Why does actress Kathleen Turner discuss her arthritis on national television, or rock singer Ann Wilson go public with her fight against obesity, or skater Peggy Fleming complain about her cholesterol? In these cases, money may be making them talk.
Unbeknownst to viewers, a lot of stars are paid big bucks by big drug firms to talk about their medical problems - even when they don't mention pharmaceutical products by name.
Much to the chagrin of the major television networks, their news shows have lately become a marketing platform of choice for the health care industry. And as the practice gets exposed, television executives are promising a crackdown on stealth endorsements that are turning venerable news programs like NBC's "Today" and ABC's "Good Morning America" into drug company infomercials.
It's also lucrative for entertainers. Celebrities can make from tens of thousands of dollars to six figures a day for their role in industry-sponsored "public awareness campaigns," said one Hollywood agent whose company arranges such deals.
The networks say they were taken by surprise.
"We never had a policy about this because it never existed before," said CBS News executive Marcy McGinnis. "We're finding out that these drug companies are very clever and are getting people to hype their drugs or hype their procedures."
ABC News spokeswoman Lisa Finkel said, "This is a relatively new phenomenon that we've become acutely aware of."
Executives for CBS, ABC, NBC and CNN say their producers are now exercising greater care to unearth corporate ties of celebrity guests who want discuss health issues and to either disclose those ties on air or kill the interview altogether.
Drug companies and their marketing companies deny trying to conceal connections with the celebrities they pay for promotional work. And they scoff at network assertions that broadcasters were largely unaware of celebrity relationships to the medical industry until The New York Times published an expose of the phenomenon earlier this month.
"I'm snickering at that statement," said Barry Greenberg, whose Los Angeles-based company, Celebrity Connection, links stars with advertising agencies, nonprofit groups and corporations, including drug companies. "It's the publicists for the pharmaceutical companies who are making the pitches to these television programs."
Cinny Kennard, a former CBS News correspondent who teaches journalism at the University of Southern California, said news programs in particular have a duty to guard against airing what amounts to paid celebrity endorsements masquerading as unpaid testimonials.
"There's something fundamentally wrong with lining your pockets with money and coming out and speaking about something like this," Kennard said. "There's a fakeness about it."
Examples abound in recent months.
Ann Wilson, who with her guitar-playing sister Nancy was the lead singer for the 1970s-'80s rock band Heart, appeared in a taped segment aired on the CBS News "The Early Show" in July to tout the benefits of a weight-loss device, the Lap-Band, which surgeons placed around her stomach to restrict food intake.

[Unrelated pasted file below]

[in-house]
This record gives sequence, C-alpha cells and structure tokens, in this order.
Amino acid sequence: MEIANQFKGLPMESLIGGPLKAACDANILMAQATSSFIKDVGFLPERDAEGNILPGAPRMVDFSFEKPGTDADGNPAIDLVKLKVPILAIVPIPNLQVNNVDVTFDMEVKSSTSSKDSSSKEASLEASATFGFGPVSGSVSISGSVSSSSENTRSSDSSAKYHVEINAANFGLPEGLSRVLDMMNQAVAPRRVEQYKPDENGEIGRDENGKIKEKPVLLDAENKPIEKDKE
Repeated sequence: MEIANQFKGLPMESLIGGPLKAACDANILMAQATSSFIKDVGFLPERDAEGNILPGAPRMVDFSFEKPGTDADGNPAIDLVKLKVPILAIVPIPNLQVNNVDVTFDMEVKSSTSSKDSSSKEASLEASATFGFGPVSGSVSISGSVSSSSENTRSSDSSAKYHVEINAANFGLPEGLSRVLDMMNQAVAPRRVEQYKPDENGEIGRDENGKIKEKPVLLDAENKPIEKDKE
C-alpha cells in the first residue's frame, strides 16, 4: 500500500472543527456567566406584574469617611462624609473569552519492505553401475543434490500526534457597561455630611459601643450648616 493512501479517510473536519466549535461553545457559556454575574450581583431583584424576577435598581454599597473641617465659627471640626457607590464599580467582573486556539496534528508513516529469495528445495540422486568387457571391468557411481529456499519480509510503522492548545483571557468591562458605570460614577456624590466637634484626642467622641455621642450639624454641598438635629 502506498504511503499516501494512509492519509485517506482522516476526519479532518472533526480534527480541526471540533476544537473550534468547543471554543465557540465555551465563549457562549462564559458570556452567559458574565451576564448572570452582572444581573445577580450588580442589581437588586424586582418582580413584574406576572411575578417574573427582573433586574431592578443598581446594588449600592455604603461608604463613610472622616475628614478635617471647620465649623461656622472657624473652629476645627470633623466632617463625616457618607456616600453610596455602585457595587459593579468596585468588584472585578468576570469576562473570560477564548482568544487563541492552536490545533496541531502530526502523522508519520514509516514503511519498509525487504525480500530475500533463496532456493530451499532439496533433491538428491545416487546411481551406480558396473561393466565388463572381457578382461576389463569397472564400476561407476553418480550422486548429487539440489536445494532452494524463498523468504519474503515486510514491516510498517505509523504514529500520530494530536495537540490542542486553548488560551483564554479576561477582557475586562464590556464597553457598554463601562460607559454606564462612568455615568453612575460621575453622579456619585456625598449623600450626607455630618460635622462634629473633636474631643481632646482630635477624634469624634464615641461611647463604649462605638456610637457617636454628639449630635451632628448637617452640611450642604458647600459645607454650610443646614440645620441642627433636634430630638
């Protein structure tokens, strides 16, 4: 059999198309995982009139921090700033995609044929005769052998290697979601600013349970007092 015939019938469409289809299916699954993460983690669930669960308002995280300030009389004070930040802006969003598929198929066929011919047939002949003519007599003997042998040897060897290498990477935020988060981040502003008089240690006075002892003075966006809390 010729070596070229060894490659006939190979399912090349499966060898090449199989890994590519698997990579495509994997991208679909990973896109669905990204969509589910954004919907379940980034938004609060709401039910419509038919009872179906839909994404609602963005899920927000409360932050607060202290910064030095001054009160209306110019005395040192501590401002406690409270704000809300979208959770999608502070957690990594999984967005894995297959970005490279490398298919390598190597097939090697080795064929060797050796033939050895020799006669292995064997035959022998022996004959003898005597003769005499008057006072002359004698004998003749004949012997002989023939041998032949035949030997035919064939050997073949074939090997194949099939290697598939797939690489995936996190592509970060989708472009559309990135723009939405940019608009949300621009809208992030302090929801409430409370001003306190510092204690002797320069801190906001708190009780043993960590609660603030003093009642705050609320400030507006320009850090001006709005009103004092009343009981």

Wilson is paid to speak publicly about Lap-Band surgery by Spotlight Health, a Los Angeles marketing and public relations company that in turn is paid by Inamed, maker of the Lap-Band.
Wilson's ties to Spotlight and Inamed were not disclosed in the broadcast because CBS was not aware of them, McGinnis said. But CBS News plans to make that clear when it airs more of Wilson's interview for an upcoming segment on "48 Hours."
A spokeswoman for Spotlight Health, Jennifer D'Andrea, said Wilson and celebrities like her were motivated by the desire to help others, rather than by money.
Some paid promotions are less overt. During recent appearances on ABC's "Good Morning America" and on CNN, actress Kathleen Turner talked about her own struggle with rheumatoid arthritis. Although she did not mention any companies or products by name, she did refer viewers to a Web site, www.ra-access.com, that is sponsored by Amgen Inc. and Wyeth, two companies that market the arthritis drug Enbrel.
Turner is paid by both Amgen and Wyeth for her involvement in the companies' "unbranded campaign to educate people who are stricken with this disease," Wyeth spokesman Doug Petkus said. He said material supplied to media outlets that interviewed Turner made clear the campaign was sponsored by drug companies.
Likewise, actress Lauren Bacall appeared on NBC's "Today" show to discuss the eye disease macular degeneration, which she said left a good friend partially blind, and mentioned the drug treatment called Visudyne. But neither Bacall nor NBC ever mentioned that she was a paid by Visudyne maker Novartis Ophthalmics Inc.
"When it was brought to our attention after the fact, we realized we could have handled it differently," said "Today" show spokeswoman Allison Gollust.
"It seems over the past six to nine months, our producers have seen a lot more of those types of pitches come across their desk, so we have become much more vigilant and have turned some segments down if we felt like it was merely a commercial for a drug company."
She said NBC recently canceled an appearance by actor Rob Lowe, a co-star of "The West Wing," who is paid by Amgen to promote awareness of neutropenia, a side effect of chemotherapy that is treated by the Amgen-produced drug Neulasta.
Former Olympic skating turned ABC Sports commentator, Peggy Fleming, managed to get in a plug for the drug Lipitor, which she takes to control cholesterol, during an appearance on "Good Morning America." Although she told the audience she was working for a drug company on a "Go for the Gold" campaign, she did not mention the company was Pfizer, the maker of Lipitor.
The show's co-host, Elizabeth Vargas, however, had been briefed by producers ahead of time and quickly added there are "plenty of drugs that you can take besides Lipitor," and she gave the names of two of them.